--In January, the ABC/Washington Post poll found that, while 55% of Republicans opposed loosening Bush-era restrictions on federal funding of embryonic stem cell research, 59% of Americans favored doing so. Support has generally hovered around that level for a few years, now, and a more recent Pew Research Center poll in July found no change--support still at 58%.

And so on. One is hard pressed to find a single major public policy issue on which the liberals don't hold an overwhelming advantage in public sentiment.

Conservatives hold a different kind of advantage though, that of money. Lots and lots of money, which is made available to them because they're the natural allies of the Establishment.

Any liberal movement has to start from nothing or virtually nothing and build itself the hard way, from the ground up. They are grassroots efforts that have virtually nothing in the way of resources, are generally marginalized, often feared and despised, even criminalized and have to fight like hell, often for decades, to get anything at all. Look at the movement for extending marriage benefits to homosexuals. Twenty-five years ago, it was the pipe-dream of a hated micro-minority and probably wouldn't have polled out of single digits. Today, it's not only a majority position, it's an overwhelmingly majority one.

Conservatives, on the other hand, rarely have to build anything. They find millions of dollars available to them on the first day they launch a "movement." Money from powerful interests looking to maintain their prerogatives or looking to keep the general public fighting amongst itself over hot-button wedge issues in order to keep it from challenging those prerogatives. If one is a conservative, that must feel great but that money is as dirty as an old carburetor, and conscientious conservatives--if the breed isn't entirely extinct by now--haven't really come to terms with that. Their vastly superior monetary resources have meant conservatives are grossly overrepresented in just about every major institution. It also seems to generate a significant disconnect between the conservatives and the general public. Because they can call upon such vast resources at the drop of a hat, the conservatives are insulated from the concerns of the very real people they claim to represent, rather than being born of those concerns. Because they can so easily appear to have a significant advantage by virtue of their greater visibility, they believe they do have that significant an advantage. This gives them a warm security blanket beneath which they can proclaim America The Conservative.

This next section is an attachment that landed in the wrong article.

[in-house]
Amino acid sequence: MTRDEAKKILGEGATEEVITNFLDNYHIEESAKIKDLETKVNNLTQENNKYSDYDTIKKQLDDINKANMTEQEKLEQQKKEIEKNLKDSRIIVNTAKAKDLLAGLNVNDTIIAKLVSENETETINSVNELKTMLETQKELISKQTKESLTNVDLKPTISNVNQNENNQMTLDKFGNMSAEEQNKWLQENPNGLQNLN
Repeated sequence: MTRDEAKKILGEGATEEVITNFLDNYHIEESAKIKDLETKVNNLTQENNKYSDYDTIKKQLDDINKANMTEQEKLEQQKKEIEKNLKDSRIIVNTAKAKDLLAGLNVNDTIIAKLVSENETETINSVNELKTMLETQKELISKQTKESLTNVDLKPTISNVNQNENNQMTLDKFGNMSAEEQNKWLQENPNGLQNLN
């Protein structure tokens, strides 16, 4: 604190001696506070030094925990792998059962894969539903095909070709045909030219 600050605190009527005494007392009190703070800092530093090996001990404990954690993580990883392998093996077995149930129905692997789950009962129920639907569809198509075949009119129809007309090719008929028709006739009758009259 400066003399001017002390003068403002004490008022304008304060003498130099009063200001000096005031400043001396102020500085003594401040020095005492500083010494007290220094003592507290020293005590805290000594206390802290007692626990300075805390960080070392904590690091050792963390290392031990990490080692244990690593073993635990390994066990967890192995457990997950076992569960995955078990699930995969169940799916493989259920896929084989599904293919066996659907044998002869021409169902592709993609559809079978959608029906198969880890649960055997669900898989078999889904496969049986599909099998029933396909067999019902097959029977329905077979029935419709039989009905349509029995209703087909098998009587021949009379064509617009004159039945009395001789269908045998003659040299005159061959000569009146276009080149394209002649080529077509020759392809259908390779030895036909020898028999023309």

It just isn't there in the public opinion data though. Self-identification as "conservative" outscores self-identification as "liberal" only because the omnipresent American conservative machine has spent decades of time and a kingdom's fortune demonizing the word "liberal." Most people aren't ideologues or policy-wonks and don't give a great deal of thought to what catch-all word may most precisely describe their politics. "Liberal" is, for them, only a word they perceive as having acquired some sort of negative taint in political discourse. They shy away from applying it to themselves. But for all that conservative money and noise and all the advantages it appears to give the right, the people are still with the liberals--and with them overwhelmingly--on the issues.

Just ask them.